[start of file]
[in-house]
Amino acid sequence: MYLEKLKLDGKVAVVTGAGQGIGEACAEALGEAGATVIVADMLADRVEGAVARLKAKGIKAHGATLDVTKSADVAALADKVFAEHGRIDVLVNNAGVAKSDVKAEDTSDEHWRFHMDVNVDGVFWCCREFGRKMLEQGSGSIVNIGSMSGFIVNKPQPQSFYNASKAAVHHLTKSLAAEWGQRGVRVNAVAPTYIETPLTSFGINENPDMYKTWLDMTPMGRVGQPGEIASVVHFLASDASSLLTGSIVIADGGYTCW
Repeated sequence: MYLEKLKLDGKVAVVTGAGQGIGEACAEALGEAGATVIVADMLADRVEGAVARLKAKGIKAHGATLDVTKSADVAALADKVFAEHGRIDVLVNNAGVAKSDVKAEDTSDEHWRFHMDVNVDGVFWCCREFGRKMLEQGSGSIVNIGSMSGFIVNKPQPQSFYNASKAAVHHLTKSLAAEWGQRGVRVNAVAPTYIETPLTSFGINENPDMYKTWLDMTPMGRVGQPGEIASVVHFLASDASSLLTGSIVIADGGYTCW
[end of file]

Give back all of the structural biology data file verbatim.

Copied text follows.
[in-house]
Amino acid sequence: MYLEKLKLDGKVAVVTGAGQGIGEACAEALGEAGATVIVADMLADRVEGAVARLKAKGIKAHGATLDVTKSADVAALADKVFAEHGRIDVLVNNAGVAKSDVKAEDTSDEHWRFHMDVNVDGVFWCCREFGRKMLEQGSGSIVNIGSMSGFIVNKPQPQSFYNASKAAVHHLTKSLAAEWGQRGVRVNAVAPTYIETPLTSFGINENPDMYKTWLDMTPMGRVGQPGEIASVVHFLASDASSLLTGSIVIADGGYTCW
Repeated sequence: MYLEKLKLDGKVAVVTGAGQGIGEACAEALGEAGATVIVADMLADRVEGAVARLKAKGIKAHGATLDVTKSADVAALADKVFAEHGRIDVLVNNAGVAKSDVKAEDTSDEHWRFHMDVNVDGVFWCCREFGRKMLEQGSGSIVNIGSMSGFIVNKPQPQSFYNASKAAVHHLTKSLAAEWGQRGVRVNAVAPTYIETPLTSFGINENPDMYKTWLDMTPMGRVGQPGEIASVVHFLASDASSLLTGSIVIADGGYTCW